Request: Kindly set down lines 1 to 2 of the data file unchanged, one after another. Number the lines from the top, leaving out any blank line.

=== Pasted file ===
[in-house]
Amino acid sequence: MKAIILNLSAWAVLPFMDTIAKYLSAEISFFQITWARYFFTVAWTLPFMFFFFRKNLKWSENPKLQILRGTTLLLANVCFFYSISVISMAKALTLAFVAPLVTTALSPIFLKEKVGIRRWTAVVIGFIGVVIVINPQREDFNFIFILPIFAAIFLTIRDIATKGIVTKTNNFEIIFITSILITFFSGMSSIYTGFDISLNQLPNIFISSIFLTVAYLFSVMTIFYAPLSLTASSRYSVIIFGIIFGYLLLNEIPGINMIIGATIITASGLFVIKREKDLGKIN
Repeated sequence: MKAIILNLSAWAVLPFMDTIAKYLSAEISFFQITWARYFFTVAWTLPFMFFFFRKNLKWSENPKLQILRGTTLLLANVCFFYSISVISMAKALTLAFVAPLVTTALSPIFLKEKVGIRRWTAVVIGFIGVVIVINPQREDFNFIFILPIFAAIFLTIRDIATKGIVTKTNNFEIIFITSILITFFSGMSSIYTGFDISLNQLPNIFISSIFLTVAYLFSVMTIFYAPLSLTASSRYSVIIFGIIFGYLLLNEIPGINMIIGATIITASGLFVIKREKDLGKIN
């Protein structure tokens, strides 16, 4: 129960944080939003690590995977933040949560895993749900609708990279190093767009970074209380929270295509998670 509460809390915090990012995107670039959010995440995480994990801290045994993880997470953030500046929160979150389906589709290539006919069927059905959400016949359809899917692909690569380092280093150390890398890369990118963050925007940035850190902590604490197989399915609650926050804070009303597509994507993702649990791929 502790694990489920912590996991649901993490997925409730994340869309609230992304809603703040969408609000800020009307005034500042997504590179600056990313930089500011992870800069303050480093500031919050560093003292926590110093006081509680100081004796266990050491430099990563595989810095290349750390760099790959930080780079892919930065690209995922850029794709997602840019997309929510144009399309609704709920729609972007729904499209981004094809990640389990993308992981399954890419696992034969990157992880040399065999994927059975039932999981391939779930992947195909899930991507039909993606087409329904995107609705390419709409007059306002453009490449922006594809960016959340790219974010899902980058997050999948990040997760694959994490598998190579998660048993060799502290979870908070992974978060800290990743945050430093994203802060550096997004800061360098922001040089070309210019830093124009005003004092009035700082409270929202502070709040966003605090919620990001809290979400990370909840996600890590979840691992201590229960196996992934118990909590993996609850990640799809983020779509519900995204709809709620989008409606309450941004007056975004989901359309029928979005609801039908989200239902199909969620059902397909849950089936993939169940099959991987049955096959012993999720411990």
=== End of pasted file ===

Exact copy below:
[in-house]
Amino acid sequence: MKAIILNLSAWAVLPFMDTIAKYLSAEISFFQITWARYFFTVAWTLPFMFFFFRKNLKWSENPKLQILRGTTLLLANVCFFYSISVISMAKALTLAFVAPLVTTALSPIFLKEKVGIRRWTAVVIGFIGVVIVINPQREDFNFIFILPIFAAIFLTIRDIATKGIVTKTNNFEIIFITSILITFFSGMSSIYTGFDISLNQLPNIFISSIFLTVAYLFSVMTIFYAPLSLTASSRYSVIIFGIIFGYLLLNEIPGINMIIGATIITASGLFVIKREKDLGKIN